Ocado has told investors it will pause the construction of more automated distribution centres in the UK, the latest sign of a pullback in demand for online grocery delivery. In a recent presentation to analysts it said two new “customer fulfilment centres” (CFCs) scheduled to open in 2024 and 2025 would be delayed. (The Financial Times £)

The owners of Morrisons are drawing up plans to identify a new chief executive a year after acquiring it in a £7bn deal. US-based private equity firm Clayton Dubilier & Rice has retained Egon Zehnder International to strengthen the grocer’s executive ranks. (Sky News)

Primark owner AB Foods topped London’s premier index yesterday after analysts said it was best placed to deal with the ‘perfect storm’ ahead for the retail sector (The Daily Mail). Goldman Sachs isn’t the biggest fan of Associated British Foods, but the American bank’s decision to do away with its “sell” rating for the Primark owner was enough to push the shares to a four-month high (The Times £).

The cost of the items that make up a traditional Christmas dinner has risen three times faster than wages this year, according to research from the Trades Union Congress (The Guardian). Christmas dinner will be nearly 22% more expensive this year than in 2021, according to new research for the BBC (The BBC).

Households are switching from buying fresh food to cheaper frozen goods as the cost of living bites into budgets, the boss of Tesco has said. Ken Murphy, chief executive of the UK’s largest supermarket, said some shoppers were also swapping pricier red meat for cheaper white protein to save money. (The BBC)

The UK’s big four supermarkets have been accused of deliberately failing to pass on falls in the wholesale price of petrol and diesel in a “scandalous” ploy to cling on to massive margins. (The Times £)

Climate change and the war in Ukraine are set to keep food prices at far higher levels than before the Covid-19 pandemic, despite signs of moderation in global commodity markets, economists and agriculture experts have warned. (The Financial Times £)

Online retailers have had record volumes of goods returned after the Black Friday shopping weekend, a snapshot survey suggests (The Times £). Online retailers have been hit by a ‘boomerang Friday’, with returns last month up more than a quarter on a year ago (The Daily Mail).

Many pubs and breweries across the UK will be forced to shut their doors for good as they face rocketing losses without further energy support, industry bosses have warned (The Guardian).

Longstanding regional beer brands such as Skinner’s of Cornwall and Strathaven in Lanarkshire have called it a day thanks to soaring energy and raw material costs, and the ravages of Covid. On Friday, Somerset brewer Wild Beer Co, collapsed for similar reasons. (The Times £)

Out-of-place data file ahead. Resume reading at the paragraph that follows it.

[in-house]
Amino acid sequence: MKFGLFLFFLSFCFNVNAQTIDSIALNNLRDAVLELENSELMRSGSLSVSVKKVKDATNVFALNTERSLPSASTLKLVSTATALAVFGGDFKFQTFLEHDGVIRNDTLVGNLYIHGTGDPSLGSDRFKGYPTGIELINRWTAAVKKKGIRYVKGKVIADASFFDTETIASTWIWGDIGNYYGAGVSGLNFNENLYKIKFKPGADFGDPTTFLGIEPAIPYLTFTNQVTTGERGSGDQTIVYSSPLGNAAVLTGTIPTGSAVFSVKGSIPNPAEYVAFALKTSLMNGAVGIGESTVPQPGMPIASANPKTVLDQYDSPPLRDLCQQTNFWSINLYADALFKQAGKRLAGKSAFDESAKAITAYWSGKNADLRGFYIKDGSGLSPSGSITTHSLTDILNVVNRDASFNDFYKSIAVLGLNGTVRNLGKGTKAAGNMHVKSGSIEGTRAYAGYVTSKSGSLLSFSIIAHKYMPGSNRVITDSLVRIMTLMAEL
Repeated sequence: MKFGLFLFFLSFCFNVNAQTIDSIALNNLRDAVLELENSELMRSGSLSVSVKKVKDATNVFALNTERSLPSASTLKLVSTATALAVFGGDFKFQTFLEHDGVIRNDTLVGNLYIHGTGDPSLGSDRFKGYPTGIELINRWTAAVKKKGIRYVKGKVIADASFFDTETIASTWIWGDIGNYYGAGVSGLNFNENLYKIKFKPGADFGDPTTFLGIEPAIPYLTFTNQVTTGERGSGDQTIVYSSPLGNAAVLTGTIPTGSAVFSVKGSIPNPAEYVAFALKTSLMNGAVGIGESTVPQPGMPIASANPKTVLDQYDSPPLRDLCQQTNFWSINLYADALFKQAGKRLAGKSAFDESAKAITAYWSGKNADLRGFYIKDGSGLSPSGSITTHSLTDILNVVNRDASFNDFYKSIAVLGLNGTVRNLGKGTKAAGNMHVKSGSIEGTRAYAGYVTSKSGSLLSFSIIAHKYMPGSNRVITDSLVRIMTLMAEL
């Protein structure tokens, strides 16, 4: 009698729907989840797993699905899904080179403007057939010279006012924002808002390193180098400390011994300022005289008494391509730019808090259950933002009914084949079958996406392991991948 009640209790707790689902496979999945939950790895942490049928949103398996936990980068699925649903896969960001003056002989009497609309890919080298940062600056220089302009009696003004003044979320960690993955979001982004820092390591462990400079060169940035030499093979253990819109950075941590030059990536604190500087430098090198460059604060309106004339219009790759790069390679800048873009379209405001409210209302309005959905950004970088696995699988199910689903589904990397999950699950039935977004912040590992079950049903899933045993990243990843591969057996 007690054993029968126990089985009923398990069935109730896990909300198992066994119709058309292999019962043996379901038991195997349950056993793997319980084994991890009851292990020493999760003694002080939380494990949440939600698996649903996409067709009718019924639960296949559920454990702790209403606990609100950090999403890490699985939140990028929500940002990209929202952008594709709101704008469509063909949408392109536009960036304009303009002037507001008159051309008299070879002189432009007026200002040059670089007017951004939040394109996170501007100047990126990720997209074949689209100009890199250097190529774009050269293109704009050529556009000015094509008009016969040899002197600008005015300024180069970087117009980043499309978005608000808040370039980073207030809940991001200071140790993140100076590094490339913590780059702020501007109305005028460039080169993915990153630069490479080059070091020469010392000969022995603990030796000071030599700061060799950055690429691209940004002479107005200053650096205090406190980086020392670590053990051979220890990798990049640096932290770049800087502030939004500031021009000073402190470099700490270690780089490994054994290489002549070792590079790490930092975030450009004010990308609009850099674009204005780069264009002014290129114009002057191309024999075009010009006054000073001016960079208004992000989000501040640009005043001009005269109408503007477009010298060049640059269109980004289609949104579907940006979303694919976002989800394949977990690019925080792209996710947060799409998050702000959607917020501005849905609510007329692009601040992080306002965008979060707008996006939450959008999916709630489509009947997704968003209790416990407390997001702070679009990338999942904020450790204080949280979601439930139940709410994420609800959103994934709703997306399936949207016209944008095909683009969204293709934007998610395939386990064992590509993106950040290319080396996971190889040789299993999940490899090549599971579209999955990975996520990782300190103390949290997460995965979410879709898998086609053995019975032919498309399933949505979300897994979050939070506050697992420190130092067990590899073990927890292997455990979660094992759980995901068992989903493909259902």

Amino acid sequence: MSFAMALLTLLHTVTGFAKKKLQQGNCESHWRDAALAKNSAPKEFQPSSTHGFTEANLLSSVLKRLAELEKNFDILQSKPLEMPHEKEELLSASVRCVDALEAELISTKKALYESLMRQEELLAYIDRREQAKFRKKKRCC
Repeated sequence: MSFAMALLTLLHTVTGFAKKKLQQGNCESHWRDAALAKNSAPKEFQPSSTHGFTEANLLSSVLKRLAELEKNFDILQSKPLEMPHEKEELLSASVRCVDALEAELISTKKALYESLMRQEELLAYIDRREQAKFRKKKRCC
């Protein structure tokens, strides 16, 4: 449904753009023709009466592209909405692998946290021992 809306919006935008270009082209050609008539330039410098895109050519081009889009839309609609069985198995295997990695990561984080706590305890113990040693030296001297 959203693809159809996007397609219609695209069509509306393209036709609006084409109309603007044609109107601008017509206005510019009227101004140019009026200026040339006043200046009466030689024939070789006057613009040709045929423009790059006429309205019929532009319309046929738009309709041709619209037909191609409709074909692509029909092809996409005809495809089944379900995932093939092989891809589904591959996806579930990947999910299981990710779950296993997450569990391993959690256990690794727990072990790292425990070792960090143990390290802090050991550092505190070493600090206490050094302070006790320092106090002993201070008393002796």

Clive Chesser, chief executive of Punch Pubs, has has guided his group’s 1,300 pubs through the dark days of Covid lockdowns and, more recently soaring inflation, energy bills and staff shortages. But he now faces another even more immediate problem. ‘The timing of this is awful,’ he says, imagining the impact four days of rail strikes planned from December 13 will have on his industry. (The Daily Mail)

John Lewis is to turn down the temperature in its department stores and Waitrose supermarkets will dim their lights in an attempt to bring runaway energy bills under control. (The Guardian)

Supermarkets and food producers have called on the government to increase investment in renewable energy. For supermarkets, a reliance on gas and other fossil fuels to generate electricity ultimately leads to higher bills to run stores, which in turn means higher prices for shoppers. Tesco, Morrisons, Marks & Spencer and Co-op Group and Community Energy England, are urging Rishi Sunak to prioritise incentives. (The Times £)

Britain’s hastily designed seasonal worker visa is causing a headache for supermarkets, which are concerned its structure is incompatible with their public pledges on preventing human rights abuses and debt bondage in their supply chains. (The Guardian)

Matthew Moulding’s beauty empire is trying to block the entrepreneur behind its bestselling Myprotein product from reviving a legal claim against the company. (The Times £)

Prices for India’s prized Darjeeling tea have tumbled this year after buyers including Tetley-owner Tata slashed purchases over a regulatory spat about blending different leaves, with growers warning that a financial crisis is threatening the “champagne” of brews. (The Financial Times £)

Analysis by The Sunday Times shows that despite a slew of statements announcing plans to quit the country, more than a dozen of Britain’s biggest companies continue to operate there, either with operations in the country or through stakes in Russian businesses. They include British American Tobacco, Unilever and Reckitt Benckiser. (The Times £)